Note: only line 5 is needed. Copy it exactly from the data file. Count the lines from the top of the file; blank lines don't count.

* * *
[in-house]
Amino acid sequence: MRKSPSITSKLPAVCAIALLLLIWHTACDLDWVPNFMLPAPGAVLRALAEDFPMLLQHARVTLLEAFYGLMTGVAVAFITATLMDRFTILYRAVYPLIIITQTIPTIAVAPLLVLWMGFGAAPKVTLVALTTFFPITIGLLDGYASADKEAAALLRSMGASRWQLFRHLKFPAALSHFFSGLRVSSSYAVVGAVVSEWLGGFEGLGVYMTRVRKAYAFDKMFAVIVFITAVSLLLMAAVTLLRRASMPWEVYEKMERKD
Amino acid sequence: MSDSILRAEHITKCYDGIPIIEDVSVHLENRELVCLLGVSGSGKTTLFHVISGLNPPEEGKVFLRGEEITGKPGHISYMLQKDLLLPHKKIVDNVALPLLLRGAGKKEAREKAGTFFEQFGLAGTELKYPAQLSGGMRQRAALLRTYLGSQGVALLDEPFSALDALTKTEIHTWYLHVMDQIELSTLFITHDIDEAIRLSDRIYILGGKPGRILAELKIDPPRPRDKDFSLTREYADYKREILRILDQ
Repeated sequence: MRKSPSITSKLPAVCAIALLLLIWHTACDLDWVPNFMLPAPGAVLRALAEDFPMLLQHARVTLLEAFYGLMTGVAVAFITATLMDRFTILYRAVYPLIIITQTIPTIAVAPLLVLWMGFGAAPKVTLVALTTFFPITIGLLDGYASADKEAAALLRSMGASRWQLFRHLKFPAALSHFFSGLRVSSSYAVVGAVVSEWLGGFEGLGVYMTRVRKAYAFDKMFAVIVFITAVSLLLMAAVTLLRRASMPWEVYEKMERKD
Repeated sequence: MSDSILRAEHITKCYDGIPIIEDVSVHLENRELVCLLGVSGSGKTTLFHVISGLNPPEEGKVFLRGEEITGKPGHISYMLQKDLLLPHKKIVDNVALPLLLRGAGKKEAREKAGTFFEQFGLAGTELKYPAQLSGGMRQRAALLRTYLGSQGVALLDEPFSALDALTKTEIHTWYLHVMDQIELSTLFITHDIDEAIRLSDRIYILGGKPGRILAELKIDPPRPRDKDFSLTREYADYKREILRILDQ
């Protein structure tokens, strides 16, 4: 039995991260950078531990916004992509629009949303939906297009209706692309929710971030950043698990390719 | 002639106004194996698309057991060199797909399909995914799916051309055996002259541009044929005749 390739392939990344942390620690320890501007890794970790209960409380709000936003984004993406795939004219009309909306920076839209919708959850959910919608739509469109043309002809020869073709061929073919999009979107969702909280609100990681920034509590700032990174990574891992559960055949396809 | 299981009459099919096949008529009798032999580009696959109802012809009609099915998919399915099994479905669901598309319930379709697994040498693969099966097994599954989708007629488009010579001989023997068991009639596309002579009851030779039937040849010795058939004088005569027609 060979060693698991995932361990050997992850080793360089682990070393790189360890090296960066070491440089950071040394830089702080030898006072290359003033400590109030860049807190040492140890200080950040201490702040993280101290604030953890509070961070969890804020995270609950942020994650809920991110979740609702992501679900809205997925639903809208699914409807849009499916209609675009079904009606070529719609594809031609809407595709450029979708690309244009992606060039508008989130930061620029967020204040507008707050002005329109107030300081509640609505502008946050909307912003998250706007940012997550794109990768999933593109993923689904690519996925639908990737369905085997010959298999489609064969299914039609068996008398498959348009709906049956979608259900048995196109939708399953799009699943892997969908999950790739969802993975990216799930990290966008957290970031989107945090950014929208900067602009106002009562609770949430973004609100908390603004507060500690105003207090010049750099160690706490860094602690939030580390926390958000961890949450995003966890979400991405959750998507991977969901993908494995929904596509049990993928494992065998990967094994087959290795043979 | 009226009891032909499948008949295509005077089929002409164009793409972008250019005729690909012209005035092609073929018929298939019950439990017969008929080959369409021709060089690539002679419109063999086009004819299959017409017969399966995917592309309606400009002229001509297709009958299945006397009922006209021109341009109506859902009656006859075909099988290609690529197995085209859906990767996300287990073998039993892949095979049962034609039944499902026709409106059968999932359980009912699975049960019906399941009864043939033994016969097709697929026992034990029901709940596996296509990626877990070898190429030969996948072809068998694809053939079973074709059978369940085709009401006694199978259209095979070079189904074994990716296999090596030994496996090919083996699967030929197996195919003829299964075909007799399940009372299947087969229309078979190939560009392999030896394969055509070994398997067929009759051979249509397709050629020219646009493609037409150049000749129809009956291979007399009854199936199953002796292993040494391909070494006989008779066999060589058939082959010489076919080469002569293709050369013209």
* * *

Repeated sequence: MSDSILRAEHITKCYDGIPIIEDVSVHLENRELVCLLGVSGSGKTTLFHVISGLNPPEEGKVFLRGEEITGKPGHISYMLQKDLLLPHKKIVDNVALPLLLRGAGKKEAREKAGTFFEQFGLAGTELKYPAQLSGGMRQRAALLRTYLGSQGVALLDEPFSALDALTKTEIHTWYLHVMDQIELSTLFITHDIDEAIRLSDRIYILGGKPGRILAELKIDPPRPRDKDFSLTREYADYKREILRILDQ